For 23 years I have made the same stupid mistake again and again. I lied. Even though most of it was white-lies, I had no idea how badly this was influencing my life.
One thing that was bugging me for a long time was how a lack of integrity impacts our life in weird ways. Politicians, bankers and other soulless people obviously cannot be trusted because of their complete lack of integrity. But even if you don’t lie on TV every day, there’s a good chance that your life quality is suffering because of the exact same thing.
In September 2011, neuroscientist and author of several eye-opening books, Sam Harriss, made the insight about integrity very, very clear to me. Lying is deleterious and I had to stop.
Why would you stop lying?
In his excellent essay, Sam argues that lying, even of the most innocent type, always has a negative impact on the quality of your life (and/or others). As he so elegantly puts it:
“Lies are the social equivalent of toxic waste - everyone is potentially harmed by their spread.”
If you overhear a friend lying on the phone because he doesn’t want to go to some stupid dinner party, what will you think the next time he/she declines your invitation with an excuse? Even though it seems harmless, this single lie can have a undermining impact on the trust that is part of your friendship.
“Failures of integrity, once revealed, are rarely forgotten
To lie, when asked for an opinion, can also be extremely disrespectful and even damaging. Before you encourage your talentless child or friend to enroll in a reality show, please at least spend 5 seconds to consider what abusive and depressing impact it’s going to have when the person gets fried on national television.
“False encouragement is a kind of theft: it steals time, energy, and motivation a person could put toward some other purpose”
If you want to be supportive as a friend, you should focus less on being encouraging and more on being truthful.
A dedication never to lie and the unexpected implications
After reading Sam Harriss’ essay I was inspired in such a way, that I decided never to lie again. Like everyone else, I occasionally lied to help me on my way. It has not been more than a couple of months and the transformation is astonishing.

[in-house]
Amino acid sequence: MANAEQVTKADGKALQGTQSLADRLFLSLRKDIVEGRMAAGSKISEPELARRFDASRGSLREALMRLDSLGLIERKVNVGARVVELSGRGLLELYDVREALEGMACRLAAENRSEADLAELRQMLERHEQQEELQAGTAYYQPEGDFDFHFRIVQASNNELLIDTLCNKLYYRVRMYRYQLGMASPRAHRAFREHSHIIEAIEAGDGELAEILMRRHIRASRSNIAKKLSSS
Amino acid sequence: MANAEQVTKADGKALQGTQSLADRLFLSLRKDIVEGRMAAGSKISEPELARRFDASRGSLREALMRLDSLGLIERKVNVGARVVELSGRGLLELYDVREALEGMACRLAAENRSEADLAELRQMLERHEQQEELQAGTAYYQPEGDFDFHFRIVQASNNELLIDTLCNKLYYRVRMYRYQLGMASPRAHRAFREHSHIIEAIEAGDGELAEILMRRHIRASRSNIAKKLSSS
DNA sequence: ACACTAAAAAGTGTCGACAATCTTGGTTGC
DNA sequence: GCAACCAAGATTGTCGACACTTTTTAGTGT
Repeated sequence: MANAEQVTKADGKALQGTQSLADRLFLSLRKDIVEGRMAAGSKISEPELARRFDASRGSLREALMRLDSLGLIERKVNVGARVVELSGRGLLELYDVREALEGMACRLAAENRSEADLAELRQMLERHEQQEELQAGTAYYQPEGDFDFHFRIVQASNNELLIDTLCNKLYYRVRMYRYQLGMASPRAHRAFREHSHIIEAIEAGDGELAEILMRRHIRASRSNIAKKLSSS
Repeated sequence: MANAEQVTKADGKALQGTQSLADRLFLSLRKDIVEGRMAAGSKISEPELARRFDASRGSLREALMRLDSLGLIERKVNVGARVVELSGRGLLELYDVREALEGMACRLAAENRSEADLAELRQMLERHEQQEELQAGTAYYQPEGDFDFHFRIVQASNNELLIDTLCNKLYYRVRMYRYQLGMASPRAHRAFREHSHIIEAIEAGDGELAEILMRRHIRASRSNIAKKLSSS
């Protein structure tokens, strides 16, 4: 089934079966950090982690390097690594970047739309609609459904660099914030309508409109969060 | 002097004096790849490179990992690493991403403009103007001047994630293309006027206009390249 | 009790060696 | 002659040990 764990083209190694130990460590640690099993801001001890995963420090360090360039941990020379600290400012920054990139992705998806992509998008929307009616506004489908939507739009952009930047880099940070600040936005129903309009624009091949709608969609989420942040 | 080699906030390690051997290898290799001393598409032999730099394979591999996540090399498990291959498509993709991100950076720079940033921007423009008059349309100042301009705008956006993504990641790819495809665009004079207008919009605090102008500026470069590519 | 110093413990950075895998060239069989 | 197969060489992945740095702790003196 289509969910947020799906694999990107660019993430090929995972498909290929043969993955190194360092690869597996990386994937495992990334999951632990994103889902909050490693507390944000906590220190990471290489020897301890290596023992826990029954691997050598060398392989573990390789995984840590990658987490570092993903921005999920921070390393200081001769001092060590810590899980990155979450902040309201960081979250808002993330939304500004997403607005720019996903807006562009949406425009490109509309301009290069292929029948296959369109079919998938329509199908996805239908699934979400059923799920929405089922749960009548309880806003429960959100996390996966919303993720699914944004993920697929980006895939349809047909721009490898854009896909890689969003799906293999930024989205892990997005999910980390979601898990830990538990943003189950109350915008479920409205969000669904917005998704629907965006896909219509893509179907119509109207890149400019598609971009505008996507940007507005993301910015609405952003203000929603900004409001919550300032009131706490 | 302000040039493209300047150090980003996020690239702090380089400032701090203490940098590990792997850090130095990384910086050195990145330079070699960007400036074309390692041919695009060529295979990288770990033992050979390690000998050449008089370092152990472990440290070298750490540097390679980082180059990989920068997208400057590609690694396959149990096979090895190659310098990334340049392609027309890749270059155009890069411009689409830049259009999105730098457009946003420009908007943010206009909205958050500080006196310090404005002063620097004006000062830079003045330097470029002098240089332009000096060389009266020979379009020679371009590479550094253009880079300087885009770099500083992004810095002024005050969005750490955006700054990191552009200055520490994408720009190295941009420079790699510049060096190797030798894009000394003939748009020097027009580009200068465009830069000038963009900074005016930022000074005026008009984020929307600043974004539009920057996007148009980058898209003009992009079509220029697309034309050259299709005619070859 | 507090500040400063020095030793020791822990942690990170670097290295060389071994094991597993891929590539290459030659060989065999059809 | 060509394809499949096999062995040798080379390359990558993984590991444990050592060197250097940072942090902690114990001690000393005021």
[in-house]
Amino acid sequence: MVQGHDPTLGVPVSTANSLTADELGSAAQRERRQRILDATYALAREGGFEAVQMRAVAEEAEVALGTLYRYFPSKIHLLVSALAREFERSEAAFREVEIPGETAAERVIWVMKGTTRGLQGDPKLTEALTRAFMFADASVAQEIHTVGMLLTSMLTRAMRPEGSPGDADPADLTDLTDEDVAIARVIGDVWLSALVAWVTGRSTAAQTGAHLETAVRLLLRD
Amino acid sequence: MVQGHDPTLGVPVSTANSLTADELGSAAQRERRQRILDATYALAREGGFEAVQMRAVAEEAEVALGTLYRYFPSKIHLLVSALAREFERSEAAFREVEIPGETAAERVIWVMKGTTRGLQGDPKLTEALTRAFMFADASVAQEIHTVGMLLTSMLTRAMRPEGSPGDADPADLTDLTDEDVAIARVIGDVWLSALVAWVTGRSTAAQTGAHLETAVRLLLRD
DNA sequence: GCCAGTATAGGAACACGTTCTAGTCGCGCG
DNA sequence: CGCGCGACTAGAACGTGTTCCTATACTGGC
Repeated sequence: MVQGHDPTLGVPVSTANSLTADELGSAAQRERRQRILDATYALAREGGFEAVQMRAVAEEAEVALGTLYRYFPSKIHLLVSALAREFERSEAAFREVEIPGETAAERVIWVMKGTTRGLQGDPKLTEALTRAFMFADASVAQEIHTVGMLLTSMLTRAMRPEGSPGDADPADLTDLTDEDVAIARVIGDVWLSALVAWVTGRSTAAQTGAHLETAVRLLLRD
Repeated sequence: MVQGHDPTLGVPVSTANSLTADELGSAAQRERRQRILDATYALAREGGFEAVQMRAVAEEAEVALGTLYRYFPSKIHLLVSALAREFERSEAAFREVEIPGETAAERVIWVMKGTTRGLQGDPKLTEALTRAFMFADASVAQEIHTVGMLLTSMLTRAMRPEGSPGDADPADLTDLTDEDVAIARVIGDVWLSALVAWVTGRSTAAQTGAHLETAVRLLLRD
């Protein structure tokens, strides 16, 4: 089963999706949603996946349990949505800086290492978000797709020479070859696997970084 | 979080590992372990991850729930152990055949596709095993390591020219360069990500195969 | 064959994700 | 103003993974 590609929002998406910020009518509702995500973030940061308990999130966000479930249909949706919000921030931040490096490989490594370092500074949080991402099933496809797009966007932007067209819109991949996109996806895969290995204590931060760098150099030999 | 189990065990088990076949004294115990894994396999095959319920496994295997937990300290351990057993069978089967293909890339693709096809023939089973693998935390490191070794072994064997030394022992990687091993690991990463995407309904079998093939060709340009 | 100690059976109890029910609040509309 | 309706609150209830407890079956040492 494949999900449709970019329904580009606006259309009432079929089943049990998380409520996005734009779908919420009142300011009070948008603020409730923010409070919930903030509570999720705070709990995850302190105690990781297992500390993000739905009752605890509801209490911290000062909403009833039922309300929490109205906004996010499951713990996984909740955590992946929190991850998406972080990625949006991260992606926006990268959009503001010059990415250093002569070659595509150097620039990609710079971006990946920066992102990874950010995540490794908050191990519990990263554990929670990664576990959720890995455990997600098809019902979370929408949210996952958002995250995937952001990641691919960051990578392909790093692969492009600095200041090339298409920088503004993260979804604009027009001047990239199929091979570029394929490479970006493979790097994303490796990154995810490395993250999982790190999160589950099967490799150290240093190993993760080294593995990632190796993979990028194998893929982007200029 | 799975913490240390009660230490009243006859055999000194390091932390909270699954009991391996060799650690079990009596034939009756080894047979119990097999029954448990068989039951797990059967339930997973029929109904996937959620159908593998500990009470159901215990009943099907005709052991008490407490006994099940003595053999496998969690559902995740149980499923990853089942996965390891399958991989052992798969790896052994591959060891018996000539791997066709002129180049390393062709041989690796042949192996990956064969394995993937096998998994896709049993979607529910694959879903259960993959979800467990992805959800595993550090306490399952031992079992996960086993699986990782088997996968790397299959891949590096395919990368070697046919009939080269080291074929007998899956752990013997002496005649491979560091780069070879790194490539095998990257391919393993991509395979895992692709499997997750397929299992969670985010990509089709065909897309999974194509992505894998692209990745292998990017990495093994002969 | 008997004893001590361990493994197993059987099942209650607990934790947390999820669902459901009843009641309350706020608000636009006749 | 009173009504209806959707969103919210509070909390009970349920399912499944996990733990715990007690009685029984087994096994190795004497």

One effect I felt very quickly was a strengthened self-confidence. When I talk to people I get a calming feeling from knowing that I don’t have to lie, all I have to do is be myself. My improved integrity forms as a positive feedback loop, helping me easier bond with people and to establish transformative relationships.
“Vulnerability comes in pretending to be someone you are not”
Additionally, I now know that my view on things is often the most valuable around. Why? Because unlike most other people, I don’t just talk crap to avoid uncomfortable answers or appear more interesting.
This is huge. People intuitively appreciate honest answers, and If you have a history of being honest, your praise and encouragement will actually mean something. Some people will not appreciate this. If this means that they don’t return to get your opinion another time, it is not the kind of people you want to connect with anyway.
Honesty is a prerequisite for building meaningful relationships, so no matter how much you disagree with someone, you know you are doing all you can to help the person and support a transformative relationship, just by being honest. Honest about what you think, but also honest about the stuff you don’t know.
Another thing I realized, is that lying might be a smart short-term solution to many difficult situations, but a dedication not to lie forces you to try to avoid these situations entirely.
I feel a short-term discomfort in declining to do stuff I don’t enjoy, but I know that the decision is going to pay off long-term. This might be difficult for you in the beginning. As Sam puts it:
“.. it can take practice to feel comfortable with this way of being in the world - to cancel plans, decline invitations, critique others’ work, etc. all while being honest about what one is thinking and feeling. To do this is also to hold a mirror up to one’s life - because a commitment to telling the truth requires that one pay attention to what the truth is in every moment. ”
Lastly, even though I don’t have a history as an all-time liar, it feels good to earn back the energy you would otherwise spend doing lie-accounting
“One of the great problems for the liar is that he must keep track of his lies.”
A decision to never lie is like deciding never to drink your own piss. Don’t hold off from doing it because people tell you it’s morally incorrect. Do it for the life quality increase you get if you dismiss the temptation to do so.
I beg you. Please read Lying by Sam Harriss. It’s only 26 pages and the effect is life-changing.
Also don’t drink your own urine.
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